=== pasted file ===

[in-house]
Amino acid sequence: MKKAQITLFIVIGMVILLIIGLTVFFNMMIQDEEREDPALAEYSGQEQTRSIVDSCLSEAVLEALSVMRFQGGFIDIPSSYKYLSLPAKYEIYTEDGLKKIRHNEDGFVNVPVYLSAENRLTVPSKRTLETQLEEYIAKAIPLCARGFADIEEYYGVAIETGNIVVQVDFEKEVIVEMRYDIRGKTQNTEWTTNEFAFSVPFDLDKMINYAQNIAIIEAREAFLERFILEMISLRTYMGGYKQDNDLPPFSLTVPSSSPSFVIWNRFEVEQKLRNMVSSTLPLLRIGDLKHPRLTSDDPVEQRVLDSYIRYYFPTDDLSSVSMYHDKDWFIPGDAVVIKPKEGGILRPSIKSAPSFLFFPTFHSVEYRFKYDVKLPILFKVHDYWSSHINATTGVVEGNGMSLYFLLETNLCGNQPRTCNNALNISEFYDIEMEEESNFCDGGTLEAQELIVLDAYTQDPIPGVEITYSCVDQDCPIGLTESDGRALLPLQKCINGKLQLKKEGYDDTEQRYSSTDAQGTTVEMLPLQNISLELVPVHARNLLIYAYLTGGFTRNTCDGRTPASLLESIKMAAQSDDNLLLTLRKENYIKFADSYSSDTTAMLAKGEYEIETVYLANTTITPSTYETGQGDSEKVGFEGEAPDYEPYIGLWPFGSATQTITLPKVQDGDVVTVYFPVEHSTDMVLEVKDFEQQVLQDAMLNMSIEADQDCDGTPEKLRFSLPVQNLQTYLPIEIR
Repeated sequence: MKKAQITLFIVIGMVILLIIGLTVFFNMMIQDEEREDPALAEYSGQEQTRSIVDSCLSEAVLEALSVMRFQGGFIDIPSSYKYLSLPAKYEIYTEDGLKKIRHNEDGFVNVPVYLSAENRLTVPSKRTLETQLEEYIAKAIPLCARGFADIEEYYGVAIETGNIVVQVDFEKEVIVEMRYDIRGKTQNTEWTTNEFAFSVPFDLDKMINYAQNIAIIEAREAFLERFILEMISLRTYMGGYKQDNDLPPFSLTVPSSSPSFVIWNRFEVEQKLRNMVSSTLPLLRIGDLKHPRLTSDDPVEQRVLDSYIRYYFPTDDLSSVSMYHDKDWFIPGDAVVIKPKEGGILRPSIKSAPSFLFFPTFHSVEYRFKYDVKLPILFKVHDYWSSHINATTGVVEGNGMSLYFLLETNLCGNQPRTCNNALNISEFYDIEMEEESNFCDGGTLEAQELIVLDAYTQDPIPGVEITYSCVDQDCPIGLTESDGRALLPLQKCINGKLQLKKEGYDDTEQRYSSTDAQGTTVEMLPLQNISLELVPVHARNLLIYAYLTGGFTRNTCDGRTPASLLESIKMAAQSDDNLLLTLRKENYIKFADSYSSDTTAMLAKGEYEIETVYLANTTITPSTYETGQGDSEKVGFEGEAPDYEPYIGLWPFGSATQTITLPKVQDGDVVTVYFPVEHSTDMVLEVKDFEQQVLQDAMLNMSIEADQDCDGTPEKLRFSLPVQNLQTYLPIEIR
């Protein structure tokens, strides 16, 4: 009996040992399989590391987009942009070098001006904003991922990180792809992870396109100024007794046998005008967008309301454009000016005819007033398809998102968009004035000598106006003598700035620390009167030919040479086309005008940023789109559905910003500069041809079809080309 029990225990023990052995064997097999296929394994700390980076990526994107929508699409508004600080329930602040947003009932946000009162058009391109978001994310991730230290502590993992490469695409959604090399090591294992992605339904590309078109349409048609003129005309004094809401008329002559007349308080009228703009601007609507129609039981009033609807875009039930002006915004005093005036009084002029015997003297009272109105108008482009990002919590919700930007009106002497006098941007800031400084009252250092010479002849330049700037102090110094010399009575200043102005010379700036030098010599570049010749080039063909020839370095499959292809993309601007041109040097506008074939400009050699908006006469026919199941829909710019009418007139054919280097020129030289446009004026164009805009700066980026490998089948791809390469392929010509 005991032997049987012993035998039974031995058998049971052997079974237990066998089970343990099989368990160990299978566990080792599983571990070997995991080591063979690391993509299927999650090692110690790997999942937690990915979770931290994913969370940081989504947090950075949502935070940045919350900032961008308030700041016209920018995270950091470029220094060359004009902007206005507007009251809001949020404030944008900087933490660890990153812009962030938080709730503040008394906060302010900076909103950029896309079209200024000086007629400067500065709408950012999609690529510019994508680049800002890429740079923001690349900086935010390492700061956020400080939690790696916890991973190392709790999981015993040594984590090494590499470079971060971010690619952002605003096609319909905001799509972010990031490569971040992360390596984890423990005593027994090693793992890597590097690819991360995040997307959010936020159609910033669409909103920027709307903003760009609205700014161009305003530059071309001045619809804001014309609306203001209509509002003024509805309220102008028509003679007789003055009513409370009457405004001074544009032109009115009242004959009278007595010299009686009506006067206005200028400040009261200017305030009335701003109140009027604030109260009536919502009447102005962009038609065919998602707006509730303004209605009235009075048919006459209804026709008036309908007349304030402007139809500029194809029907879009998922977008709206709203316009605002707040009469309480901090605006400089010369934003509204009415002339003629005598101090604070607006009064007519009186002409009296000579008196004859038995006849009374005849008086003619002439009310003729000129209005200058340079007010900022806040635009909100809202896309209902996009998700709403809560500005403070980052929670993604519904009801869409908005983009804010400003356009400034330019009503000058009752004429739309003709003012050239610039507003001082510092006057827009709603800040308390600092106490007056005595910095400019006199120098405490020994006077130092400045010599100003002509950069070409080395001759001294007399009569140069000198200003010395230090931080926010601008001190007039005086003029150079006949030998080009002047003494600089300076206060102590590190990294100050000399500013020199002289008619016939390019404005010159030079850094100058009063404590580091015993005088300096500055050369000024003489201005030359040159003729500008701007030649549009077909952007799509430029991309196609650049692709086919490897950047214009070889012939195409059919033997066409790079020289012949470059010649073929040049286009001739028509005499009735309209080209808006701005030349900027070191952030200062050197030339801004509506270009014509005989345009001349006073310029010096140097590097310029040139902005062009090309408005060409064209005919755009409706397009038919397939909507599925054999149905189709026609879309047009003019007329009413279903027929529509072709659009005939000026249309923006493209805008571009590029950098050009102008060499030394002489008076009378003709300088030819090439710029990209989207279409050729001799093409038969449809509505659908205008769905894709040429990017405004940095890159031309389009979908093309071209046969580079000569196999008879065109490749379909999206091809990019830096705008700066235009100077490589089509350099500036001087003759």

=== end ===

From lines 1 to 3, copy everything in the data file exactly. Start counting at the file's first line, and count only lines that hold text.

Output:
[in-house]
Amino acid sequence: MKKAQITLFIVIGMVILLIIGLTVFFNMMIQDEEREDPALAEYSGQEQTRSIVDSCLSEAVLEALSVMRFQGGFIDIPSSYKYLSLPAKYEIYTEDGLKKIRHNEDGFVNVPVYLSAENRLTVPSKRTLETQLEEYIAKAIPLCARGFADIEEYYGVAIETGNIVVQVDFEKEVIVEMRYDIRGKTQNTEWTTNEFAFSVPFDLDKMINYAQNIAIIEAREAFLERFILEMISLRTYMGGYKQDNDLPPFSLTVPSSSPSFVIWNRFEVEQKLRNMVSSTLPLLRIGDLKHPRLTSDDPVEQRVLDSYIRYYFPTDDLSSVSMYHDKDWFIPGDAVVIKPKEGGILRPSIKSAPSFLFFPTFHSVEYRFKYDVKLPILFKVHDYWSSHINATTGVVEGNGMSLYFLLETNLCGNQPRTCNNALNISEFYDIEMEEESNFCDGGTLEAQELIVLDAYTQDPIPGVEITYSCVDQDCPIGLTESDGRALLPLQKCINGKLQLKKEGYDDTEQRYSSTDAQGTTVEMLPLQNISLELVPVHARNLLIYAYLTGGFTRNTCDGRTPASLLESIKMAAQSDDNLLLTLRKENYIKFADSYSSDTTAMLAKGEYEIETVYLANTTITPSTYETGQGDSEKVGFEGEAPDYEPYIGLWPFGSATQTITLPKVQDGDVVTVYFPVEHSTDMVLEVKDFEQQVLQDAMLNMSIEADQDCDGTPEKLRFSLPVQNLQTYLPIEIR
Repeated sequence: MKKAQITLFIVIGMVILLIIGLTVFFNMMIQDEEREDPALAEYSGQEQTRSIVDSCLSEAVLEALSVMRFQGGFIDIPSSYKYLSLPAKYEIYTEDGLKKIRHNEDGFVNVPVYLSAENRLTVPSKRTLETQLEEYIAKAIPLCARGFADIEEYYGVAIETGNIVVQVDFEKEVIVEMRYDIRGKTQNTEWTTNEFAFSVPFDLDKMINYAQNIAIIEAREAFLERFILEMISLRTYMGGYKQDNDLPPFSLTVPSSSPSFVIWNRFEVEQKLRNMVSSTLPLLRIGDLKHPRLTSDDPVEQRVLDSYIRYYFPTDDLSSVSMYHDKDWFIPGDAVVIKPKEGGILRPSIKSAPSFLFFPTFHSVEYRFKYDVKLPILFKVHDYWSSHINATTGVVEGNGMSLYFLLETNLCGNQPRTCNNALNISEFYDIEMEEESNFCDGGTLEAQELIVLDAYTQDPIPGVEITYSCVDQDCPIGLTESDGRALLPLQKCINGKLQLKKEGYDDTEQRYSSTDAQGTTVEMLPLQNISLELVPVHARNLLIYAYLTGGFTRNTCDGRTPASLLESIKMAAQSDDNLLLTLRKENYIKFADSYSSDTTAMLAKGEYEIETVYLANTTITPSTYETGQGDSEKVGFEGEAPDYEPYIGLWPFGSATQTITLPKVQDGDVVTVYFPVEHSTDMVLEVKDFEQQVLQDAMLNMSIEADQDCDGTPEKLRFSLPVQNLQTYLPIEIR